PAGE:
France's prime minister declared that his country was at war with an "invisible, elusive" enemy at the start of an unprecedented lock down this month but a century ago, the enemy was clearly visible. The 1914 harvest was approaching for the growers of Champagne, but the German army also loomed large on the horizon.
In a series of articles Rebecca Gibb MW looks at how historic events in the last century affected the world of fine wine.
In the opening months of World War I, as the grapes approached ripeness, the Germans entered the Marne Valley in a bid to inflict a quick defeat on The Western Front. Having
entered both Reims and Epernay in early September, the French launched a counter-offensive, pushing back the Germans with losses on all sides exceeding 150,000 men. Champagne remained a battleground for the duration of the war: in the forest above the village of Verzy on the Montagne de Reims, a general commanded the French fourth army, using the high vantage point as an observation post.
The producers of Champagne badly needed an abundant harvest with stocks in the summer of 1914 at critically low levels but the region's men had been mobilised, leaving those
left behind – the elderly, women and children – to gather the crop they so desperately needed to the sound of gunfire. "Shortages of money, materials, transport and labour were the prevailing obstacles for everyone in the region...and with only ten days in which to organise the harvest after the German retreat, time also became a factor. Additionally, the enemy continued to shell many of the villages to the north of Epernay," writes Cynthia
Parzych in Champagne Pol Roger's official history.
The harvest began on 21 September and continued into October. There was no luxury to wait for so-called optimal ripeness, it was a case of picking when possible and the bracing acidity imbued it with longevity. Benoît Gouez, the chef de cave of Moët and Chandon, which teamed up with Sotheby's to auction several bottles from the 1914 vintage in 2013, says,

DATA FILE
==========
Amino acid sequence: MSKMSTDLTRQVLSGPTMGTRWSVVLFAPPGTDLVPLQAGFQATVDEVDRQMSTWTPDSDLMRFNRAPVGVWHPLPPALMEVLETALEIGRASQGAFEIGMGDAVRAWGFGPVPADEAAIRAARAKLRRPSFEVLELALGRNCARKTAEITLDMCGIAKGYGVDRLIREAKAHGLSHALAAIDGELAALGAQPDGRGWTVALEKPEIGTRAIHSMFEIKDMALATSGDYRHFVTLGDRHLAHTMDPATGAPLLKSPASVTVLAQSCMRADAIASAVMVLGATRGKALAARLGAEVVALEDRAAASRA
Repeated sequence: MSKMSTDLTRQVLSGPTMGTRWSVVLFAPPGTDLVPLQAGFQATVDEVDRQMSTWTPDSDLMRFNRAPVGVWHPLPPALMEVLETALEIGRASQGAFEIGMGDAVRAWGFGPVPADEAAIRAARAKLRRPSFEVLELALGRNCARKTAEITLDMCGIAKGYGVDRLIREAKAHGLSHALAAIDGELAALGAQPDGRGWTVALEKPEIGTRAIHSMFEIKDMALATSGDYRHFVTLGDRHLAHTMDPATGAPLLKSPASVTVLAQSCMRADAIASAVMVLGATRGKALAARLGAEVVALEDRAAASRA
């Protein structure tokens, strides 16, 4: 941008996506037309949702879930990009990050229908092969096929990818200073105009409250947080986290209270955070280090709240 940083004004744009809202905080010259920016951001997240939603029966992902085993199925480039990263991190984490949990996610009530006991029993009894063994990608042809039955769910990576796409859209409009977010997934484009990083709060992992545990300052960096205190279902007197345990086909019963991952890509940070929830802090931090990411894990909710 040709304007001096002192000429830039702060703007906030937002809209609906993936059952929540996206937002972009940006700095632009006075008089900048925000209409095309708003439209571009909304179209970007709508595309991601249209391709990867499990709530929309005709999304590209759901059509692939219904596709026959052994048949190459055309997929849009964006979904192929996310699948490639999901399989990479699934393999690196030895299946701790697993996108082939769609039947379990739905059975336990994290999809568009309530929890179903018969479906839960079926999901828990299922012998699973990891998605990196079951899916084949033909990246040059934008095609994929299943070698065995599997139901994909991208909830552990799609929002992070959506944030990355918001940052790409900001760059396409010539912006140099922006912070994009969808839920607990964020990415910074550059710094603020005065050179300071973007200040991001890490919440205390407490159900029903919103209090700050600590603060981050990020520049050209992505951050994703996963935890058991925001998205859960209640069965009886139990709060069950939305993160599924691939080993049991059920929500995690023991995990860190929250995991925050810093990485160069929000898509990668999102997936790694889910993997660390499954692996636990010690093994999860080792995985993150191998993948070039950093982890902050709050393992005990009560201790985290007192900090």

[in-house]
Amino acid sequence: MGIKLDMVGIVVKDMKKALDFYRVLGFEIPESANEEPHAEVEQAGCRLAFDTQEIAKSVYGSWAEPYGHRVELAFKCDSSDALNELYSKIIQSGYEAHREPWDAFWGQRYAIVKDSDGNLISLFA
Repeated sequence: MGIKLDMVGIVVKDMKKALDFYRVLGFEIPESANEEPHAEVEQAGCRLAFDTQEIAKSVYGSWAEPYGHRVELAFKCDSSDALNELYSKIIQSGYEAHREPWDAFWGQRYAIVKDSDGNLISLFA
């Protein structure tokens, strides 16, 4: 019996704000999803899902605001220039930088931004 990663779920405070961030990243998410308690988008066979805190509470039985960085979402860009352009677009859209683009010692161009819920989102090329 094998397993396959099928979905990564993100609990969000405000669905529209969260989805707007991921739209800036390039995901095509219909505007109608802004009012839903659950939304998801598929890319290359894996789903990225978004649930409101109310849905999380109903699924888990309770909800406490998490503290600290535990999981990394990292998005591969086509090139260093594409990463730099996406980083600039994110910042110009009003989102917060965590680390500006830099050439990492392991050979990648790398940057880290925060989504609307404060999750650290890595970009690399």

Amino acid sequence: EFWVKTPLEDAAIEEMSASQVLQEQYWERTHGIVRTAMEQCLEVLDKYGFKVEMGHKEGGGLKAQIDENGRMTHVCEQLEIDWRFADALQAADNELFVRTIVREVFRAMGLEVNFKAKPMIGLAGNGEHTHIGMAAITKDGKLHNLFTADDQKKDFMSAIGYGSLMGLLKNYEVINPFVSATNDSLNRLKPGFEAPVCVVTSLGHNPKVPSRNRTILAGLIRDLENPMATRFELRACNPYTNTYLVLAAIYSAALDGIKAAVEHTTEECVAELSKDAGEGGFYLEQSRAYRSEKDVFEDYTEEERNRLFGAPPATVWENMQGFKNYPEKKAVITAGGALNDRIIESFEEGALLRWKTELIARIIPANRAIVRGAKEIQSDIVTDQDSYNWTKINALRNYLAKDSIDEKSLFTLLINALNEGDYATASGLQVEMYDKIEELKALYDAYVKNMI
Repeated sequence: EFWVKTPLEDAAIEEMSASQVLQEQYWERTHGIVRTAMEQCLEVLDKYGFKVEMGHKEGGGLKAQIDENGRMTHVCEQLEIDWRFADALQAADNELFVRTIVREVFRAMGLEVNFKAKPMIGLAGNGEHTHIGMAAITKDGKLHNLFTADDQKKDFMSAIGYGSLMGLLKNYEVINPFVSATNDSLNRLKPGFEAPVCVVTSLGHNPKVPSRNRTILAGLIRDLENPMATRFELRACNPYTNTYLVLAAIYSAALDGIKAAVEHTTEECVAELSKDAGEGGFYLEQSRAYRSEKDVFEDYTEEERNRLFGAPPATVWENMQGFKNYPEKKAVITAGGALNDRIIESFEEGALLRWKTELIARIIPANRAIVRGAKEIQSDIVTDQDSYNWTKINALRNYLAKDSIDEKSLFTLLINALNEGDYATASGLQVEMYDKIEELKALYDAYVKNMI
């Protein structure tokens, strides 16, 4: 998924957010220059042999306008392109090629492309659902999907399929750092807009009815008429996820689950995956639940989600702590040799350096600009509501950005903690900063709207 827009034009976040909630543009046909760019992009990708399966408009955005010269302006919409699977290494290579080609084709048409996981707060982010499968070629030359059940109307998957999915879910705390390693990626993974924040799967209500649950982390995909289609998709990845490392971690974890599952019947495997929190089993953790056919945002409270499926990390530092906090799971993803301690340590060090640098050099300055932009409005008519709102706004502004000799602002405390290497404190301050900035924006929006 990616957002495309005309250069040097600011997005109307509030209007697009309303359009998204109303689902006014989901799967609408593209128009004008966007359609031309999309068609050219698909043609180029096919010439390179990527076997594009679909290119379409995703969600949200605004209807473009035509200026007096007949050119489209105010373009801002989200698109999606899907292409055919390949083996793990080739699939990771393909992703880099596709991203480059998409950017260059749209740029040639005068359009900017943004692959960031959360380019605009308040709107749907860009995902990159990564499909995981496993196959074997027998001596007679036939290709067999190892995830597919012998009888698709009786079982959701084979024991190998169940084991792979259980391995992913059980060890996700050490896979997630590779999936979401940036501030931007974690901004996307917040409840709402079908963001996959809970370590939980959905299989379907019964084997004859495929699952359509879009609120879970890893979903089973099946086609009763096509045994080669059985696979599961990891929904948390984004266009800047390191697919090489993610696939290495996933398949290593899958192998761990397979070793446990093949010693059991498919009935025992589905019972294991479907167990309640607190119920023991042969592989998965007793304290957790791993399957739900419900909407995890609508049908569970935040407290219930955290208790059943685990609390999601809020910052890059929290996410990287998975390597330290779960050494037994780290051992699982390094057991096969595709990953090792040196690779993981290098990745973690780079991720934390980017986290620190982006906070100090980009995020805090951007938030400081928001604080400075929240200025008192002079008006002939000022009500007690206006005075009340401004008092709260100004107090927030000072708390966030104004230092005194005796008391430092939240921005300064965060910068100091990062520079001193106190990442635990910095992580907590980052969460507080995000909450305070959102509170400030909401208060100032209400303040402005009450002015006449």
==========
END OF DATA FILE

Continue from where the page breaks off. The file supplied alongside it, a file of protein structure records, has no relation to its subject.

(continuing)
"the harvest was brought forward due to the war, and the wine took a long time to develop but today it is truly remarkable."
However, there were casualties in the vineyard during the collection of the 1914 harvest,
including children picking in their fathers' absence. The enemy had only retreated to the outskirts of Reims and continued to rain fire on the city over the course of the next four years. Its majestic thirteenth century cathedral, home to coronations for 600 years, was heavily shelled, leaving only the walls standing. The once-bustling streets were left in ruins: just forty of the city’s 40,000 houses remained standing while vineyards in the Reims area were heavily shelled; craters soon replaced vines.
Bordeaux Harbour in 1914
Meanwhile, the French government left Paris at the start of September 1914 and Bordeaux
briefly became the seat of national power. Away from the theatre of war, the Bordelais were able to harvest an abundant but relatively average quality crop. A year later, the region's harvest was a wash out: Château Latour, for example, declassified its wine as a 'vin rouge', to maintain its reputation.
The war vintages were relatively small with few hands to keep vineyards healthy and inauspicious growing conditions. However, war was thirsty work: the French government bought a quarter of a litre of wine a day for every soldier from 1916 onwards, amounting to 12 million hectolitres each year so the war years were not the financial disaster that many wine producers had originally feared. The Belgian market closed for the duration of the war and the Russian market for fine wines ceased to exist following the 1917 Revolution. England, however, managed to drink 20,000 cases of champagne every year between 1914 and 1918. The British had clearly taken a leaf out of Winston Churchill's attitude to champagne and
war: "In success you deserve it and in defeat, you need it."